The Extreme Nature of Bats takes us on a fascinating journey around the globe exploring the nature of bats as it disproves popular legends which have threatened their existence. Filmmaker Greg Passmore has been exploring caves since he was a kid. He was fascinated by what he found there: transparent and blind creatures, archeological remains, underground rivers, naturally bats. He grew accustomed to these creatures, “I spent so much time exploring caves that bats became my often present companions. They are fascinating creatures, with complex social structures, massive underground cities and the freedom of flight to cruise at remarkable speeds in winding cave passages.” When the opportunity came up to produce a documentary about bats, Greg didn’t have to think twice, “Bats are also surrounded by myth, mystery and conflicting tales. Everything needed to make a fascinating story.”
Actual production of The Extreme Nature of Bats was no easy task. Greg tells us, “Filming bats can be difficult. We need to protect them and us. Most of our trips had mammalian biologists present specialized in bats. In Mexico, the government assisted us in the filming of the reclusive vampires. We wear protective clothing to avoid cross-contaminating caves with fungus or other pathogens. We also use air filtration systems to avoid histoplasmosis and cryptic bat rabies. We did some of the filming in Frio Bat Cave, a location know to contain rabies in the air. As such, our crew received the full rabies vaccine in advance, along with about a dozen other vaccines. We entered the caves about the time of flight to minimize sleep interruption and we kept low and quiet. Despite this, we were in their space.”
Western civilization has generally regarded bats with superstition, fear and uncertainty. To understand the basis for these misconceptions The Extreme Nature of Bats opens with a look into the historical fictional background of these fascinating creatures. Bats have been tied to the legend of vampires since the 1897 debut of Bram Stoker’s gothic novel Dracula, in which the nefarious Count morphs into a bat during his nocturnal doings. Bats have been seen ever after as evil and devilish creature, bent on sucking their victims dry of blood, but the truth is much, much more complicated.
Filming bats can be difficult. We need to protect them and us. Most of our trips had mammalian biologists present specialized in bats. In Mexico, the government assisted us in the filming of the reclusive vampires.
These creatures do indeed share some traits with Stoker’s fictional Count Dracula. The Extreme Nature of Bats takes us to the Latin American habitat of the vampire bat, the only mammal which subsists solely on the blood of other animals. We see these bats using all four limbs to crawl stealthily along cave walls, eerily reminiscent of the scenes of Dracula scaling his own castle walls in Francis Ford Copola’s 1992 cinematic take on the novel. We learn that vampire bats also return night after night to the same animal, much like Stoker’s Dracula slowly drains Lucy. However, the main dangers to the prey of vampire bats come from their transmission of bacteria and blood borne viruses rather than blood loss. The intimidating Latin American vampire bats are reclusive and very hard to film. To get a single shot of a vampire bat feeding on a chicken, both the crew and the bat waited for hours for the chicken to fall asleep before the bat finally fed on it’s blood. As beautiful and fascinating as these three species of vampire bats are, within their limited tropical range they are seen as a destructive force. Although they rarely prey on humans, their eating habits kill thousands of cattle and chickens each year in Mexico between the transmission of rabies and repetitive blood letting. This puts other local insect and fruit eating species in danger as humans attempt to control the numbers of vampire bats.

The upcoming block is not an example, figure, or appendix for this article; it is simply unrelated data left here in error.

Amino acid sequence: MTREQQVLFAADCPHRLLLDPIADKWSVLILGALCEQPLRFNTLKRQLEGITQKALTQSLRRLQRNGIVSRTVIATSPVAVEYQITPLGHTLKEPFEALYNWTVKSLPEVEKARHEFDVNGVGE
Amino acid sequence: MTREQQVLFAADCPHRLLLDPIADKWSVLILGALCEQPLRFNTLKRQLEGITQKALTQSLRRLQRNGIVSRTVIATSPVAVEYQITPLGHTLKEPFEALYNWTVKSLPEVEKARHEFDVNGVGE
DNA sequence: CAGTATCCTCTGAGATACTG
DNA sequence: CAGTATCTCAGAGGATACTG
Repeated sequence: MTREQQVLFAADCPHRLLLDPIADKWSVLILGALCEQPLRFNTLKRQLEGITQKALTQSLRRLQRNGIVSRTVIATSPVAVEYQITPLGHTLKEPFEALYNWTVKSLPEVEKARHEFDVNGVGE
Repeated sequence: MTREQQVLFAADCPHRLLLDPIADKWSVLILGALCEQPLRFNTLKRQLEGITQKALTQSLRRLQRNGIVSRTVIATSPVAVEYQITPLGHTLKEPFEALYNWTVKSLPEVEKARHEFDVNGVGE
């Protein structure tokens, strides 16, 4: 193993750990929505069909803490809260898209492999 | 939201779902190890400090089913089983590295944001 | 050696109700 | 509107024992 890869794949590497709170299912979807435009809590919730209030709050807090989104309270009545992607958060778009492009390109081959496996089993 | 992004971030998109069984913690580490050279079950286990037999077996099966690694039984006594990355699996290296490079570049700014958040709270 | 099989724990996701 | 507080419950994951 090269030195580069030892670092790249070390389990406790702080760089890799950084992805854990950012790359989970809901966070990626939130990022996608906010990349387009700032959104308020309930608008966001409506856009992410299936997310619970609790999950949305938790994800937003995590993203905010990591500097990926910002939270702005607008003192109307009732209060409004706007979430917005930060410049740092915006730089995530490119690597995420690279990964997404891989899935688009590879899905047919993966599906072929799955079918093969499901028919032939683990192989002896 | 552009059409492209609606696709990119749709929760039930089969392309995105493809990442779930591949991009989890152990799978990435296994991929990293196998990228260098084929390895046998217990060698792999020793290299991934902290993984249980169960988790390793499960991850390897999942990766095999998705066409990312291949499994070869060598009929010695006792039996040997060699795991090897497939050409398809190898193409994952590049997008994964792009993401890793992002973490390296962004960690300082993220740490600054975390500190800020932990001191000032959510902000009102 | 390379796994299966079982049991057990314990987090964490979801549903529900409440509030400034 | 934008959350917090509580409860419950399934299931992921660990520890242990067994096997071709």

The Extreme Nature of Bats also takes us to Seychelles off the coast of Africa where giant fruit bats make their home. Fruit eating bats have specially evolved mouths allowing them to break through tough fruit rind and feast on the nectar and fruit flesh. They play an essential role here in the forest, helping to seed and distribute fruit trees which provide shelter and nutrition for a variety of other species. Unfortunately the bats of Seychelles face several threats to their existence: deforestation and loss of habitat as well as hunting because the locals eat them. Because of their vital role in their environment, fewer fruit trees to feed on leads to an even smaller population of bats to propagate the trees. Greg Passmore describes the mega-bats as super cute, curious and intense with squirrel-like behavior.
The film moves back to Texas to show the famous Bracken Cave mega-colony of where over twenty million Mexican Free-Tailed bats make their home. The nightly exit from the cave is awe-inspiring even for a seasoned cave explorer like Greg: “Although I have been around bats my entire life, having millions of them overhead taking flight for the evening is deafening and intimidating.” These bats are extremely beneficial insect-eaters, consuming up an average of 200 tons of bugs every evening.
Bats are complicated creatures, with each species evolved to perform tasks essential to their environments. The Extreme Nature of Bats provides a fascinating look at bat biology and behavior, dispelling misconceptions, encouraging acceptance of these creatures as a natural part of the environment and appreciation for the important role they play in contributing to a well balanced ecosystem.
View a 22 minute screener of never-before-seen footage of some of the largest bat caves in the world from Transylvania to an island off the coast of Africa and the deep jungles of Mexico; capturing megabats, the infamous vampire bat, and the beneficial insectivores in underground Texas.